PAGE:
Figure 1 below shows the dollar value of the king mackerel fishery to IRL counties by year. As shown, commercial catch ranged from a low of $763,385 in 1993 to highs of over $2.3 million in 1999. Low-catch years for this fishery occurred from 1990 - 1996 when the average annual harvest across the entire five-county area was $1.2 million.
Indian River and St. Lucie counties account for the bulk of the commercial harvest, with 38% and 29% of the catch respectively (Figure 2). From 1987 - 2001, the annual dollar value to Indian River County ranged from $230,000 to $870,000, averaging $491,000. In St. Lucie County, the annual dollar amount ranged from $330,000 to $1.3 million, averaging $929,000. This average however, is slightly skewed by the last 3 years of data, from 1999-2001, when the commercial catch jumped to approximately 1 million dollars per year, up from the previous 3 years when the average annual total was $540,000. Over the same time period, 1999 - 2001, the catch in Indian River County dropped in each of the 3 years, while the catch in Martin County rose in 2 of the 3 years.
Table 1. Total dollar value of IRL king mackerel, Scomberomrus cavalla between 1987 - 2001.
Table 2. By-county annual and cumulative percentages of the king mackerel harvest for the years 1987-2001.
Table 3. By-county cumulative dollar value and percentage of total for the king mackerel harvest from 1987 - 2001.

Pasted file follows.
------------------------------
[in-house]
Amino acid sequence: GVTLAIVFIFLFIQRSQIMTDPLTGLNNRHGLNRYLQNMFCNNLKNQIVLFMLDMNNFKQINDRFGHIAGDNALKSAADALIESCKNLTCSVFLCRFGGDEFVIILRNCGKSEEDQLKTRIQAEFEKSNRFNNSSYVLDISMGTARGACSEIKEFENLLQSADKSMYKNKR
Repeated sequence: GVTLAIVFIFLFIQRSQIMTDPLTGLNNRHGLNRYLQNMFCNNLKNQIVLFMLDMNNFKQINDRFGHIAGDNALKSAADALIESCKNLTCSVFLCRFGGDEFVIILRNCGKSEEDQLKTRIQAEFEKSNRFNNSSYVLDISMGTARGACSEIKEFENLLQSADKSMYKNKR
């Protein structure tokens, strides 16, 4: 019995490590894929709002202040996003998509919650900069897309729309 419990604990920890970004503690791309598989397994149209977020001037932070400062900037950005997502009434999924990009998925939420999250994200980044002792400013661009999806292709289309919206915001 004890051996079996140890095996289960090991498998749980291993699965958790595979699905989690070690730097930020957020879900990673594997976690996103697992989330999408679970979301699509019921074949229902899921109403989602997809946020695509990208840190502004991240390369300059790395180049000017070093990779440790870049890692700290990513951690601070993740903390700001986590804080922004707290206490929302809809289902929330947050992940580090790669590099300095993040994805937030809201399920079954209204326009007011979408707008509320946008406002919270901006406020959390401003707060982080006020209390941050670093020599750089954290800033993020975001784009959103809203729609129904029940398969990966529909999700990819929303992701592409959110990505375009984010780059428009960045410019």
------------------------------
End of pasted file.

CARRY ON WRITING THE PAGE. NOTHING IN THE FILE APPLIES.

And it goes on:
RECREATIONAL FISHERY: The king mackerel is prized as an excellent recreational species (NMFS 2005; Godcharles and Murphy 1986). Anglers are able to harvest king mackerel year round (Collette and Nauen 1983), but the bulk of the recreational catch is taken in winter or early spring. Total landings in Florida for king mackerel in 2001 were 7.4 million pounds, with the recreational catch accounting for 57% of this total (FWRI unpbl.).
The information below reflects angler survey information taken from the 5-county area that encompasses the Indian River Lagoon. As shown, the bulk of the recreational harvest (62.8%) is taken off the coast in waters 3 to 200 miles offshore. Catches in coastal waters less than 3 miles offshore account for 36.5% of the total recreational catch, while inland waters other than the Indian River Lagoon account for only 0.7% of the catch. Within the Indian River Lagoon, recreational anglers took only 2,149 fish of the more than 2.4 million harvested between 1997 - 2004, approximately 0.09% of the total.
|To 3||To 200||Other||IRL||TOTAL|
Table 4. Summary data for the king mackerel, Scomberomorus cavalla, recreational fishery in Eastern Florida waters from 1997 - 2004. Data provided by National Marine Fisheries Service, Fisheries Statistics Division, NOAA.
|To 3||To 200||Other||IRL|
|% Total||% Total||% Total||% Total|
Table 5. By-county annual and cumulative percentages of the king mackerel harvest for the years 1997 - 2001. Data provided by National Marine Fisheries Service, Fisheries Statistics Division, NOAA.
|To 3 Miles||To 200 Miles||Other Inland||IRL|
Table 6. Summary of the king mackerel recreational harvest and percentage of total fish captured in each area from 1997 - 2004. Data provided by National Marine Fisheries Service, Fisheries Statistics Division, NOAA.